Demand for rentals in the Greater Toronto Area continues to grow post pandemic, with the latest data showing average rents for all property types rose 12% year over year in April to $2,204 from $1,974 in 2021, and up 1% from March.

That’s the eighth consecutive month of increases, according to Bullpen Research & Consulting and

It’s a sharp turnaround from the COVID-induced declines seen throughout most of 2020 and the start of 2021; however, the report notes, rent growth is expected to calm from the sizzling growth rate experienced in the second half of 2021. 

April Average

“Overall, the GTA rental market has flattened out this year, however, the downtown condo rental market is hotter than any period since the fall of 2019,” said Ben Myers, President of Bullpen Research & Consulting. “GTA condo rents are up 21 per cent annually, with select projects in Toronto’s core up by over 30 per cent from April of last year.” 

Condo Rentals Still Sizzle in the Core

Indeed, condos rental types located in Toronto’s downtown core are leading the resurgence; the city had the highest annual increase of 24%, with an average unit renting for $2,583 (working out to $3.78 psf). Demand also remained hot for Mississauga-area units, which also rose 24% year over year to an average of $2,632 ($3.05 psf), as well as in Etobicoke, up 20% to an average of $2,514 (3.44 psf). Scarborough condo rents saw the lowest rate of growth for the segment in the GTA, though still up a robust 15% to $2,253 (2.75 psf).

Toronto condo

Condo apartment rentals in general saw rents rise 21% year over year, to an average of $2,509, and up 3.6% from March. That’s also officially outpaced average pre-pandemic rent levels, which hit $2,473 in February 2020, reflecting the segment is recovering quickly, despite being the hardest hit at the onset of the COVID-19 lockdowns.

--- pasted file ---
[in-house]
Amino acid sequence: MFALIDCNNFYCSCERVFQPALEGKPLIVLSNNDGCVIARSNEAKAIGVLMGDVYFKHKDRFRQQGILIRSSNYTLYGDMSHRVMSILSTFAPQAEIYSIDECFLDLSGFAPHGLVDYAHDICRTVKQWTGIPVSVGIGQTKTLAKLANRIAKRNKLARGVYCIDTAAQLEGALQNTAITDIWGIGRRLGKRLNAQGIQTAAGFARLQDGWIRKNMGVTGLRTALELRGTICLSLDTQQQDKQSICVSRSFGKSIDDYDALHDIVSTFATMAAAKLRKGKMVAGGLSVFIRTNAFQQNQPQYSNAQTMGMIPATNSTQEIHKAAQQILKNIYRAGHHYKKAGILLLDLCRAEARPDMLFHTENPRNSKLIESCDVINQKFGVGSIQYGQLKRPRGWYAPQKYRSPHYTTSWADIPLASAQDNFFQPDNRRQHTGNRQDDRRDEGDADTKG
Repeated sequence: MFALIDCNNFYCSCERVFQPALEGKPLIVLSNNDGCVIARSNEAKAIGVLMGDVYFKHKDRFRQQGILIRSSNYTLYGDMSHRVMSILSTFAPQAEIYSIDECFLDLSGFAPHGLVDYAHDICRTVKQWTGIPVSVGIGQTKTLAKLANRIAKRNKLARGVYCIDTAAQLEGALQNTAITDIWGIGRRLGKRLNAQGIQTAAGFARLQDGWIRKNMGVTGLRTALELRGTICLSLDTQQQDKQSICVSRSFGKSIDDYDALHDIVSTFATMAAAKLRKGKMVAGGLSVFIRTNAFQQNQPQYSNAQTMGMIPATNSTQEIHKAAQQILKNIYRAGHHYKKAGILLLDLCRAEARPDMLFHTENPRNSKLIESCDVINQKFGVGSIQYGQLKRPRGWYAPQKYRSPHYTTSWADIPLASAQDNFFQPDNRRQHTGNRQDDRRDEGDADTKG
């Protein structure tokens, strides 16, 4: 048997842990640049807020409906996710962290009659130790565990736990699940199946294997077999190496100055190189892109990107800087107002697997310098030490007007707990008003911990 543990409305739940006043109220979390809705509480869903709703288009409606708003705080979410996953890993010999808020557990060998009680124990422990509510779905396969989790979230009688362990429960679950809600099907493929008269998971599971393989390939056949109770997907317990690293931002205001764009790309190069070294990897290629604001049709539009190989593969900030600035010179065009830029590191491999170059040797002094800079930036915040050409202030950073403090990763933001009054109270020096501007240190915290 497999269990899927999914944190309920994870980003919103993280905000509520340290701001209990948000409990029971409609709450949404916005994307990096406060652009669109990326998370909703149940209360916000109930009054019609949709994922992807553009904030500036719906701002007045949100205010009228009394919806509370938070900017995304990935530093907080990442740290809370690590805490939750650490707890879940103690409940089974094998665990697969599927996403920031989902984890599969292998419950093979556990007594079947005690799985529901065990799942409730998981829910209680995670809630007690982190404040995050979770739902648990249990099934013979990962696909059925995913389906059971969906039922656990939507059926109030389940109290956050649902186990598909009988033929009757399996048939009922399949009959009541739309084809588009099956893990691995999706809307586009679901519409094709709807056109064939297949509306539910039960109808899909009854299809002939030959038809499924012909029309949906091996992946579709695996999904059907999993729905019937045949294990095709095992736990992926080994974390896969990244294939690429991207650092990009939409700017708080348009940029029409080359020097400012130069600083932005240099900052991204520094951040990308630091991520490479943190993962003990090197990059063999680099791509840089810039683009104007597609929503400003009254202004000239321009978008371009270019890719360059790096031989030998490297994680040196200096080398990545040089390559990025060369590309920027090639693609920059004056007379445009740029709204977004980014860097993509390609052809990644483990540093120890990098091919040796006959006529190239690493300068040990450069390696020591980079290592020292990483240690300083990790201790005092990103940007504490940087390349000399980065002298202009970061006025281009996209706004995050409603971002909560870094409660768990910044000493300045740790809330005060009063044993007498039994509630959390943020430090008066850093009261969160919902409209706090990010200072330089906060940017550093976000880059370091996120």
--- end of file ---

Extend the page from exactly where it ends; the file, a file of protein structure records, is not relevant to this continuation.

Non-condo rental apartments rose 6% year over year, to $1,996 per unit. Rents for two-bedroom units rose the most, up 12% annually, followed by studio units (9%) and one-bedroom units (8%). In Toronto and Etobicoke specifically, many of the largest annual increases were found in units with a rounded size between 500 square feet and 1,000 square feet. 

Curiously, Burlington stands out as an outlier in terms of unit price growth, with the average rental apartment rising 17% to $2,211, compared to 9% growth in the City of Toronto, to $2,139. On the other end of the spectrum, Brampton and Scarborough actually saw average apartment rents each dip 2% to $1,817 and $1,726, respectively.

Overall, the priciest rents for all property types in the GTA can be found in Richmond Hill -- which and Bullpen attribute to having a greater proportion of bigger units -- with an average price of $2,482, across all property types. Toronto comes in next at $2,428. Again, those seeking a deal on a unit can look to Scarborough; it came in with the lowest average, at $1,838.

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The report points out that, “If the ownership market continues to soften, expect rents to pick up, especially downtown and in transit-friendly neighbourhoods.” 

Ownership market home sales and prices have started to soften in recent months, as the impact of rising interest rates, along with three-decade-high inflation, reduce prospective buyers’ purchasing power. According to the Toronto Regional Real Estate Board, GTA home sales fell 41% year over year in April, and 27% from March. While affordability remains elusive -- hitting a 40-year low over the last 12 months -- prices are starting to follow suit, especially in the 905-area markets.

READ: Get Ready for Another Jumbo Rate Hike on Wednesday

Analysts are unanimously calling for another outsized half-point hike on June 1, to be followed by at least one more 0.5% increase before relaxing into a series of quarter-point hikes to finish out the year. That sets the stage for further rent price growth as more buyers wait out today’s tightening interest rate environment.